Henry Fullenwider 1 2
- Born: 5 Apr 1722, Canton Zurich, Switzerland
- Marriage (1): Barbara about 1747 in Switzerland 1
- Died: 1793, Shelby County, Kentucky, USA at age 71
From, Crawford County Indiana Trails, (http://genealogytrails.com/ind/crawford/connections_v.htm)
Henry Fullenwider of Kentucky is possibly the ancestor of this branch of the Fullenwider family. He grew up in Kappel, Switzerland. Henry is likely the Peter mentioned in Bromwell's Genealogy. In 1749 Henry emigrated with his wife Barbara and their baby. They were accompanied by his younger brother Jacob and his cousin, also called Jacob. The trip was a hard one and the baby died at sea. After trying Pennsylvania Henry moved into Frederick County, Maryland near Lewistown. Frontier wars made living here hazardous but Henry stayed on. When the wars were over he migrated again in 1774 and settled on the Western frontier of Pennsylvania. This was an area known as Dutch Fork and is now Donegal Township, Washington County. Henry taught school at the Dutch Fork settlement. At this point Henry's name became Fullenwider.
Henry's neighbors were Jacob Leffler and Jacob Rice. Henry Jr. claimed land on the creek in 1780. This area now became another war front and Indians attacked the forts in the settlement. Apparently neither Henry Sr. or Henry Jr. were present when Rice's Fort was attacked by Indians in 1782. Son Peter Fullenwider and five other men successfully defended the but a child of Henry Jr. was killed in the attack.
Father Henry Sr. was a restless person and in 1785 he migrated once more to Kentucky. Young Henry decided to stay in Pennsylvania but the rest of the family moved on, including Peter. The travelled by boat on the Ohio to Kentucky and then went on to Shelby County (at that time part of Virginia). Peter died here in 1790 leaving two small children. Henry Sr. died three years later and Jacob returned to Dutch Fork in 1796. Here he married Catherine Winter. Henry Jr. died in Pennsylvania in 1789 also leaving three small children. His wife remarried and they left for Kentucky. Peter's widow married again also, Jonathan Boone, son of Squire Boone and nephew to Daniel Boone.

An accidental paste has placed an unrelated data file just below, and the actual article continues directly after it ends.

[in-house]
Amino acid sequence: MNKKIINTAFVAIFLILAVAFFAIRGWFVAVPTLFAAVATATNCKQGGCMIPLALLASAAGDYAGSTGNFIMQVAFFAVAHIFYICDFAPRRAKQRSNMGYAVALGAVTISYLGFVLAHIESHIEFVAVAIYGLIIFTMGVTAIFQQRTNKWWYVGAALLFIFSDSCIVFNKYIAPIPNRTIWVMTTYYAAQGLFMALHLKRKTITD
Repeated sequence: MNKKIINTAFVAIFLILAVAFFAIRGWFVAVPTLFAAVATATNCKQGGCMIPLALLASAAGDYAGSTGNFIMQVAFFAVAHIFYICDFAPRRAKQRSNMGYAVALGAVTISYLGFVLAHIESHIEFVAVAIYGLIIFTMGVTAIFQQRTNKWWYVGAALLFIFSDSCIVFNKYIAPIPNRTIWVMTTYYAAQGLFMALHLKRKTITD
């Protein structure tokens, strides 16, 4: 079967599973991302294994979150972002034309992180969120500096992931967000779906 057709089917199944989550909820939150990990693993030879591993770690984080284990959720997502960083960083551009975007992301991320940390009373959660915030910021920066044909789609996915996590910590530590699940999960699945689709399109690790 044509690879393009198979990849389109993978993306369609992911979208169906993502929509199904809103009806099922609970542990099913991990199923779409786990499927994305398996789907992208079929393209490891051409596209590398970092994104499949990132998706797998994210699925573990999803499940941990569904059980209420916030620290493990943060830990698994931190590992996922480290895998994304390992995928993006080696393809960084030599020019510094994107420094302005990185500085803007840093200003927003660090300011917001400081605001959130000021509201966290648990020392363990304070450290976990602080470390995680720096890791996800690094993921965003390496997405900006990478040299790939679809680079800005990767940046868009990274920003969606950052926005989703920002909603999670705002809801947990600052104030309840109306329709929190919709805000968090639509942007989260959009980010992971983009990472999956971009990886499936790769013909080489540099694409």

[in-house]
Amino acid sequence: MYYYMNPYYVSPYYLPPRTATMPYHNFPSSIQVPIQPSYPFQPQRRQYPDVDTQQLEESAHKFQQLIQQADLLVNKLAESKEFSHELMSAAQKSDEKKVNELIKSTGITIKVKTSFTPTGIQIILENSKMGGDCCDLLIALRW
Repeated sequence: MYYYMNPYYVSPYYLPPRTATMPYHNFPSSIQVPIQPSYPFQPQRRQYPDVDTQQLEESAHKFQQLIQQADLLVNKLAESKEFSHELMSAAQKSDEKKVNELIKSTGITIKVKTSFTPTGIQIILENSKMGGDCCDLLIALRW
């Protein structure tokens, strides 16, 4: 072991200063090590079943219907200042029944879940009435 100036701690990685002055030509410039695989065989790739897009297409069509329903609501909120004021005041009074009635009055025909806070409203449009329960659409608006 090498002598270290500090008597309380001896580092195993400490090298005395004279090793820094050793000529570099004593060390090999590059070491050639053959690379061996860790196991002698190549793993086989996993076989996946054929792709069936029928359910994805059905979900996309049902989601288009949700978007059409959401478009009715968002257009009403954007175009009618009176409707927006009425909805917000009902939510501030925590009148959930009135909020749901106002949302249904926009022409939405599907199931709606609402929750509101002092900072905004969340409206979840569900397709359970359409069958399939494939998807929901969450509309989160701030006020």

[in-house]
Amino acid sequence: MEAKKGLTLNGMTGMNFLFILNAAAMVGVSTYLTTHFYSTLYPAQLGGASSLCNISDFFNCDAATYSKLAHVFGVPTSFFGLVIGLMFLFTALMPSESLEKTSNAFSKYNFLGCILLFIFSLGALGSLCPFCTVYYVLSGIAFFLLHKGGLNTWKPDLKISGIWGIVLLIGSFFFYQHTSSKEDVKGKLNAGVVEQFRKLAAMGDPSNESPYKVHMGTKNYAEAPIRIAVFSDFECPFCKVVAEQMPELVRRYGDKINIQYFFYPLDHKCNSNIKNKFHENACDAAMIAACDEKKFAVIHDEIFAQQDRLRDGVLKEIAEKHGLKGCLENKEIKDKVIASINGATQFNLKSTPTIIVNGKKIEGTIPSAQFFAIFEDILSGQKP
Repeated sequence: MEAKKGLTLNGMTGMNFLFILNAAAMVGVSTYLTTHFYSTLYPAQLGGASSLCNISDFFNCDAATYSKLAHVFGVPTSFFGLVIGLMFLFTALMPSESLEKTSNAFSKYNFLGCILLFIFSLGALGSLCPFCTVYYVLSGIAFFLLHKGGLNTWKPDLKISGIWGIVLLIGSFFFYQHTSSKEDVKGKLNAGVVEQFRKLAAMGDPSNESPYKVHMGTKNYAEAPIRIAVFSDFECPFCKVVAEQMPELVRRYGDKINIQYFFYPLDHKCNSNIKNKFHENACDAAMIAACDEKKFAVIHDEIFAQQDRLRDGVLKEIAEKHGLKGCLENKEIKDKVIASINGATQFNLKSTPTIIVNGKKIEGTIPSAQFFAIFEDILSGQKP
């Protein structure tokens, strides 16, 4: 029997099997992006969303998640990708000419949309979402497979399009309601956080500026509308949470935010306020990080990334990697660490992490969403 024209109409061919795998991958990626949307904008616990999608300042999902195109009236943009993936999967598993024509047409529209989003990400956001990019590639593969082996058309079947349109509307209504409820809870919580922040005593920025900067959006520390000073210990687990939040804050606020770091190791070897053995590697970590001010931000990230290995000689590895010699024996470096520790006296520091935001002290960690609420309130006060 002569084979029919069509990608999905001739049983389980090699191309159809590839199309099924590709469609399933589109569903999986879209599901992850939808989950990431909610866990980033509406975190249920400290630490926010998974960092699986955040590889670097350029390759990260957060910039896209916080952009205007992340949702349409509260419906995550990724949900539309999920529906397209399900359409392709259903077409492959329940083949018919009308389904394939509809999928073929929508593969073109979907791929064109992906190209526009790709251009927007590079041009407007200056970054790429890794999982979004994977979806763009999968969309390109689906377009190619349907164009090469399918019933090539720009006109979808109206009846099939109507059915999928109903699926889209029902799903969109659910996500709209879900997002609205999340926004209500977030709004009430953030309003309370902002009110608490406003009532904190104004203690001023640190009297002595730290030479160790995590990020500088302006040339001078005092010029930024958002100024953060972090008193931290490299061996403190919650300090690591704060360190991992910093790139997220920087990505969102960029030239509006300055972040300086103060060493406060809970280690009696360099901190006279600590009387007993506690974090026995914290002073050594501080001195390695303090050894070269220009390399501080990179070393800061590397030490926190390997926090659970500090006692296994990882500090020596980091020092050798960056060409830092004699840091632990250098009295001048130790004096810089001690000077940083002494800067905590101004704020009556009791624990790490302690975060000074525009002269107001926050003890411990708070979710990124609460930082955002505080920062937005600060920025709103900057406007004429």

Property apparently often changed hands without official notification judging by the absence of wills. Records were undoubtedly kept but they often were destroyed or lost. The following two Fullenwider wills are on file.
In the name of God, Amen, I Henry Fullenwider of the County of Shelby and State of Kentucky, being in a low state of health but sound in mind do make and ordain this my last Will and Testement hereby revoking all by formerly made. In the first place I give my sould to God who gave it to me and as to the worldly goods he hath bestowed upon me, I give and bequeath as follows.
Item. I give and bequeath to both of my son-in-laws, John Carr and Samuel Ryker, Ann Fullenwider and my son Peter* Fullenwider's two children Henry and Elizabeth Fullenwider to be equally divided amongst them all that may be recovered on two bonds on Isaac Morris one for fifty pounds and the other for fifty-nine pounds except nine pounds which is to be paid to the person who goes for the money, to them and their heirs forever.
Item. I give unto my son Jacob Fullenwider all the ballance of my estate of whatever kind it may be. That is all my household and plantation utensils together with all my stock of every kind to him and his heirs forever.